Jamison Edgar MFA ’20 Exhibits at Smack Mellon in Brooklyn

Wall-sized photo of Paula Abdul printed on tabloid-sized pieces of paper

Jamison Edgar MFA ’20 exhibits his work “PAUL(A)” in the exhibition “Idol Worship” at Smack Mellon in Brooklyn, on view November 16 through December 29.

Organized by curator Emily Colucci, the group exhibition “Idol Worship” celebrates the ongoing cultural, social and political significance of role model adoration as an essential survival strategy. Self-identifying women, in particular, are often overlooked as figures to be emulated, exempt from the label of “genius” so readily bestowed upon men. Partially inspired by John Waters’s “Role Models,”” a pseudo-autobiography through his influences or “filth elders,” the exhibition will emphasize work that presents women and women-identifying role models as sources of possibility, creativity, courage, self-fashioning and sometimes, transgression. While teens’ fanatical impulse to paper their bedroom walls with imagery of their favorite stars is seen as merely an adolescent phase, “Idol Worship” asserts how the identification with role models is especially significant for those alienated from dominant social institutions, whether the biological family, history, or mainstream culture.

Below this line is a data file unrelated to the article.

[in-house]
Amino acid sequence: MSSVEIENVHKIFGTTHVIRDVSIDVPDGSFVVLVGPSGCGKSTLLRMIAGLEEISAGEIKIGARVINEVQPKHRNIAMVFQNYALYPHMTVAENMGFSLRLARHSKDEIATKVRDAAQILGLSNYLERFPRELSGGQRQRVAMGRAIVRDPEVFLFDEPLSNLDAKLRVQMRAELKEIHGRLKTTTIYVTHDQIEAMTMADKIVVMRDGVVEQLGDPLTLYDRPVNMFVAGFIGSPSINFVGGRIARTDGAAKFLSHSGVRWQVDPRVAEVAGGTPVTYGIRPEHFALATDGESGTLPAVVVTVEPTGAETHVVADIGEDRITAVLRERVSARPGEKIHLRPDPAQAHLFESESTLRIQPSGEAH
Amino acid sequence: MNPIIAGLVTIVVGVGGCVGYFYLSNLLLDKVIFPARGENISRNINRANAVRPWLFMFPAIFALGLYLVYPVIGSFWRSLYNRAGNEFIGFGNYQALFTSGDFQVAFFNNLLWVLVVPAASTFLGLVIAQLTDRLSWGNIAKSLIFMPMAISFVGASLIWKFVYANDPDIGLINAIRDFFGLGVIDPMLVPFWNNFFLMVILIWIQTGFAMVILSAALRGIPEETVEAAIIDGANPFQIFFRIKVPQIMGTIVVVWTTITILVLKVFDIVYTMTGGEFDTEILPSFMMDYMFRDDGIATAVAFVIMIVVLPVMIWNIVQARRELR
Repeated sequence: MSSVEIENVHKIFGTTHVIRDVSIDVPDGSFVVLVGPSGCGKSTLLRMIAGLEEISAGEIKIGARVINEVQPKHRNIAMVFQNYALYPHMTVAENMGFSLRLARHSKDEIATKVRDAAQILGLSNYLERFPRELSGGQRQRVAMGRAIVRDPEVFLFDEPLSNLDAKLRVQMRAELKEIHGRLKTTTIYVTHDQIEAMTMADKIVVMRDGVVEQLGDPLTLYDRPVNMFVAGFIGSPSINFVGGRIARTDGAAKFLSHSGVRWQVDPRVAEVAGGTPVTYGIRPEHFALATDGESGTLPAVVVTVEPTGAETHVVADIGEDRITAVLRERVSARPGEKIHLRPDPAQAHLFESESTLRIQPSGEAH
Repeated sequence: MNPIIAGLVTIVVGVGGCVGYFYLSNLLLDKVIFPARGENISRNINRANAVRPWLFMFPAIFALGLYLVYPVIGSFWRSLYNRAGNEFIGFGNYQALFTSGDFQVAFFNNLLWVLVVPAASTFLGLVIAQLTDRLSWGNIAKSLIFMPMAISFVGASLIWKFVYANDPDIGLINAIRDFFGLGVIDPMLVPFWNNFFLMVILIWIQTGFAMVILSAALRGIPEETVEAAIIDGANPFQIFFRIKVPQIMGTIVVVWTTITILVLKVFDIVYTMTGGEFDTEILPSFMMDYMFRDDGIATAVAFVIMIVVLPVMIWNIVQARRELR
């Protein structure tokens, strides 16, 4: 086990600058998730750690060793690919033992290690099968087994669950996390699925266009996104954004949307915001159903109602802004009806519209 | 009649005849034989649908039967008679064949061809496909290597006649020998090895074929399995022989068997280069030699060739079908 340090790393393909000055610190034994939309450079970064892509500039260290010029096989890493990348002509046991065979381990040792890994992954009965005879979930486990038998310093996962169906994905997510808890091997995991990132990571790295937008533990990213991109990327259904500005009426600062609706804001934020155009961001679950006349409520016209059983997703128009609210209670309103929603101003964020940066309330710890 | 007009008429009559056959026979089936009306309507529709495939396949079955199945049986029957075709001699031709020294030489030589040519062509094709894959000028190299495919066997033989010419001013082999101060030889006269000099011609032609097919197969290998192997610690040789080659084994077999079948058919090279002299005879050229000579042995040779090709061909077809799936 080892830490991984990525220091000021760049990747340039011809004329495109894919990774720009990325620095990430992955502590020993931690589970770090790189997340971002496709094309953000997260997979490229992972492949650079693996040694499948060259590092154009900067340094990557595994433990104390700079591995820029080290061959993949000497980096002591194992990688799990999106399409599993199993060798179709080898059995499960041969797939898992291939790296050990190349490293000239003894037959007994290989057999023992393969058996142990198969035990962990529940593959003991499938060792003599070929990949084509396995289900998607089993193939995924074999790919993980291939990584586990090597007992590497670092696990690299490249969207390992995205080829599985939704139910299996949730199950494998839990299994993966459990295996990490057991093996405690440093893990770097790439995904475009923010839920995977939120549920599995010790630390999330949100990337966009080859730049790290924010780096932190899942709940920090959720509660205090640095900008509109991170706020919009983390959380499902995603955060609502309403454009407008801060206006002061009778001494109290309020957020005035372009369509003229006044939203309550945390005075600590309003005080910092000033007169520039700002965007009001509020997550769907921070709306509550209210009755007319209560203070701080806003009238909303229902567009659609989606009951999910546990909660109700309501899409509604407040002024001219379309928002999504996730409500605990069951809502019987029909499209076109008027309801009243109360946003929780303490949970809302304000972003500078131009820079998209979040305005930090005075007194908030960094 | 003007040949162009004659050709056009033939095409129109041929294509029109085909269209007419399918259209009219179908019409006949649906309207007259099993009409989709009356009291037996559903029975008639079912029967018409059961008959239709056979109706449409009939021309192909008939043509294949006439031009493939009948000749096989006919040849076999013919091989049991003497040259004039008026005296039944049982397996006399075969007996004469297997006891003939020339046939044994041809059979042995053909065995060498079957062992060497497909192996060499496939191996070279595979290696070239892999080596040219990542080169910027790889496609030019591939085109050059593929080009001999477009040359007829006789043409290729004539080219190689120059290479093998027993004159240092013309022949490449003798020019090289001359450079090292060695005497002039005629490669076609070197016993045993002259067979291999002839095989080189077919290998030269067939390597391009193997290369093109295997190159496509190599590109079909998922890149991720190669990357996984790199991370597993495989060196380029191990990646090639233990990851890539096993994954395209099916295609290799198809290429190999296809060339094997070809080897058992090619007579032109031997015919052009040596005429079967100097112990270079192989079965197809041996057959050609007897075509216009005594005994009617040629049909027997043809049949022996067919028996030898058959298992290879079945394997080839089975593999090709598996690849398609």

Edgar’s work “PAUL(A)”” celebrates underrated pop diva Paula Abdul in a site-specific installation constructed to resemble the tabloid prints that advertise for queer parties via wheat-pasting. Towering over viewers, Edgar constructs Paula Abdul as a monumental, haunting and magical presence akin to a patron saint of divas. Abdul’s top pop popularity in the 1980s and 1990s also intersected with the height of the HIV/AIDS pandemic. In his work, Edgar engages with the disappearance of sites of queer love and possibility, from the Hudson River piers to the Times Square porn theaters, as depicted in Samuel Delany’s Times Square Red, Times Square Blue. With “PAUL(A),”” Edgar not only honors his own pop obsession, but memorializes a bygone era of queer nightlife, erased by both gentrification and the AIDS pandemic.

Exhibition website